Work towards implementing a Universal Basic Income where everyone in Aotearoa aged 18 and over would receive a minimum, liveable, tax free income after which progressive tax would kick in. This would eliminate the huge costs involved in administering the current shame and blame WINZ system, and do much to end poverty and address growing inequality.

Act Party

Jamie Whyte, if you had a confidence and supply agreement, what would you be after as your top priority policy?

Whyte: Well, almost all problems, practical problems, are remedied by becoming wealthier. And so economic growth is by far our priority. And so the policies that we’ve been promoting on – cutting taxes and reducing the regulatory burden, which would promote economic growth, those would be our priorities in a negotiation with the National party.

That’s straightforward.

Short to medium term goals should include reducing the level of government expenditure below 28 per cent of GDP and lowering the top tax rate to 24 cents.  ACT’s Regulatory Responsibility Bill should be passed.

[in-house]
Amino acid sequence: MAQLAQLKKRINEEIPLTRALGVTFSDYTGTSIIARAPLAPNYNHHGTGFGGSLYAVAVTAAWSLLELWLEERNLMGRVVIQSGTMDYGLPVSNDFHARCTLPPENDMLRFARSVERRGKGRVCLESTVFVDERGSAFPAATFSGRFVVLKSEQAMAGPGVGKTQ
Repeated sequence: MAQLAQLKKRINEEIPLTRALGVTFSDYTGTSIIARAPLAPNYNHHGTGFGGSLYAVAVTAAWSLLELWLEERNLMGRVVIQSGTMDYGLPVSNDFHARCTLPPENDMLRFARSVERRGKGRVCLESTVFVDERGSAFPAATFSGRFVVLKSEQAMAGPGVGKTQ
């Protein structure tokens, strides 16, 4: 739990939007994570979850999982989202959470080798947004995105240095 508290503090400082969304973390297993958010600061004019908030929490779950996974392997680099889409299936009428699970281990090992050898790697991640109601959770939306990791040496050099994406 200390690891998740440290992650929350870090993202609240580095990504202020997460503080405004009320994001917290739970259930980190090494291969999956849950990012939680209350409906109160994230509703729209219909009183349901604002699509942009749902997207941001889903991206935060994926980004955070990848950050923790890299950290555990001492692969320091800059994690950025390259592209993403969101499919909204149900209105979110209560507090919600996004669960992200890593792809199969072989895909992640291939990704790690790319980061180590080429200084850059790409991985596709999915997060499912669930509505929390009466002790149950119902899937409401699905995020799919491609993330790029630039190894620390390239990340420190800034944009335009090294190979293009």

Conservative Party

Mr Craig, your policies are almost the same as NZ First. You’re the doppelganger in this room, so why would people vote for you when we’ve got the real thing right here.

What would be your top policy that you’d be after?

Craig: We’ve said publicly that we think governments should not be able to ignore overwhelming vote in referenda. The anti-smacking law, tough on law and order, reducing the MPs, all right quite rightly should have been implemented by government, because there is a point at which people need to know they control this nation. It’s their country.

Craig has already stated a bottom line on binding referenda.

ON OUR WATCH REFERENDUMS WILL BE BINDING

At the heart of the democratic system is the principle of the citizens initiated referendum. It’s when a single issue is thought to be so important, all voters are asked to make their opinion heard.

No specifics are given on exactly what this would entail, Conservative ‘Issues’ or policies are brief and vague.

New Zealand First